Employers should start now to prepare for health care reform

Bret Clark//February 27, 2014

Employers should start now to prepare for health care reform

Bret Clark//February 27, 2014

Bret ClarkLast July, when the Obama administration announced the one-year delay, until Jan. 1, 2015, in imposing the employer-shared-responsibility penalties of the Patient Protection and Affordable Care Act (often referred to as health care reform), many Idaho employers slammed the brakes on their compliance efforts.

Last week the IRS further delayed until 2016 the effective date of these penalties for companies with less than 100 full-time employees (including full-time equivalents). However, the penalties will become applicable to companies with 100 or more full-time employees (including full-time equivalents) in 2015.

Even though 2015 is still nearly a year away, large Idaho employers should start (or restart) their shared responsibility compliance efforts. In particular, employers should focus on identifying their full-time employees.

Shared responsibility requirements

Under the shared responsibility requirements, large companies must offer health care coverage to their full-time employees or face significant penalties.

To comply with the shared-responsibility requirements, or to calculate penalties for noncompliance, companies must identify all of their full-time employees. For many companies, identifying full-time employees for shared-responsibility purposes will be a significant new administrative burden because the IRS rules for determining full-time employees are complex and may be unfamiliar.

Non-traditional workers

Employers should take a close look at their workforce to confirm that they identify all common-law employees, focusing on independent contractors, leased employees, and other workers that they do not currently treat as employees. They should confirm that these types of workers are not common-law employees, as defined by the IRS. Employers often misclassify these types of workers and misclassification can result in significant shared responsibility penalties.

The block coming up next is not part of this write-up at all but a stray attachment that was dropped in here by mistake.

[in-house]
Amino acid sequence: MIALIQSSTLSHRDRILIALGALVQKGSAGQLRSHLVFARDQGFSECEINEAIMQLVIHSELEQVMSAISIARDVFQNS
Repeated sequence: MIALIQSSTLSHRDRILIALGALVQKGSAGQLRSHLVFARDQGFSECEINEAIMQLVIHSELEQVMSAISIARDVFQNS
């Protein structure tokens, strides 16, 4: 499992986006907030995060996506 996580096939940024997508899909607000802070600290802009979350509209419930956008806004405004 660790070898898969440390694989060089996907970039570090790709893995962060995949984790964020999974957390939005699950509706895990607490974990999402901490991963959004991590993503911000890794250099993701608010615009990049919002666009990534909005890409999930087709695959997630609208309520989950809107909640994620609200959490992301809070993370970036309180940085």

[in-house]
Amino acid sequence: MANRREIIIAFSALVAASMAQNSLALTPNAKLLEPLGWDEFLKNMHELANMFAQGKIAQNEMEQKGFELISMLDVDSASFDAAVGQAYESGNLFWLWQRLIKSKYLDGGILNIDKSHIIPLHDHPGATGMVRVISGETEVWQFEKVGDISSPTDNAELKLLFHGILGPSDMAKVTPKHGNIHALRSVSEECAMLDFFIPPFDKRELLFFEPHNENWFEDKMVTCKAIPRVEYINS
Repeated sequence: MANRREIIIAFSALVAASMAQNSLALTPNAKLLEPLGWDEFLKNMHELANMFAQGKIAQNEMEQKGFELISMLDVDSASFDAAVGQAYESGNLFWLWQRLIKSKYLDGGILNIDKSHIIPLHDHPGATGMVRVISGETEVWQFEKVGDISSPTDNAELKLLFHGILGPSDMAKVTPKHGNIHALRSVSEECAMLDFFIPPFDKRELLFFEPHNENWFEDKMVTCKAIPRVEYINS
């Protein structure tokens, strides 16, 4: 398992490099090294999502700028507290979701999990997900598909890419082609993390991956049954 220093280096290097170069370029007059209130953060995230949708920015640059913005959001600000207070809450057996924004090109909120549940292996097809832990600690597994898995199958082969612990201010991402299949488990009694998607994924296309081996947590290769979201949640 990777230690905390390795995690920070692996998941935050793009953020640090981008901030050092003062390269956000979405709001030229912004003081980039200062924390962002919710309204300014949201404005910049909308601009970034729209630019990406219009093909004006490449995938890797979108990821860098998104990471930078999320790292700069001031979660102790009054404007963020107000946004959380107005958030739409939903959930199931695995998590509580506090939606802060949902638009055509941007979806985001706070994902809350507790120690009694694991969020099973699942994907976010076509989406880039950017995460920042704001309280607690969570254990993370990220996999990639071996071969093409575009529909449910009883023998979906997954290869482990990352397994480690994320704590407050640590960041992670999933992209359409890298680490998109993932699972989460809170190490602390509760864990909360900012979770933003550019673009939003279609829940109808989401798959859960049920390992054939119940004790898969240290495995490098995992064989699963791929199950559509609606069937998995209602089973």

For 2015, large employers that do not offer coverage to 70% or more of their full-time employees will be subject to an all-or-nothing penalty of $140,000 for their first 100 employees and $2,000 for each employee thereafter.

Beginning in 2016, the penalty will apply if coverage is not offered to 95% or more of full-time employees. For example, a company could have 100 full-time employees in 2016 who are offered health coverage and 10 additional workers who have traditionally been classified as independent contractors and not offered coverage. If the IRS audits the company and determines that the 10 workers classified as independent contractors were actually full-time employees, the company could be subject to a shared-responsibility penalty of $160,000.

Full-time employees

Large employers also must comply with IRS rules for determining whether employees are full-time or part-time.

In the past, many employers have offered health coverage to employees expected to work 40 hours per week. For shared-responsibility purposes, the threshold for full-time status is 30 hours per week and full-time status must be determined based on actual hours worked, rather than expected hours worked.

Companies should carefully review and put into practice procedures for determining the full-time status of employees in compliance with IRS-provided requirements. These requirements may be particularly burdensome for employers with a significant variable-hour or seasonal workforce.

Companies need to document that each employee not offered health coverage is not a full-time employee under the IRS rules for determining full-time status. Otherwise, the employer could be subject to a penalty of $140,000 for its first 100 employees and an additional $2,000 for each employee thereafter. As in the example above, if an employer has 110 employees the penalty is $160,000.

Although the IRS has provided transition relief that will assist large employers with compliance, they should begin preparing soon so that they are ready for the shared responsibility requirements when they become effective in 2015.

Bret Clark, an attorney at Holland & Hart, provides legal services to the firm’s employee-benefits and executive-compensation clients. He can be reached at [email protected].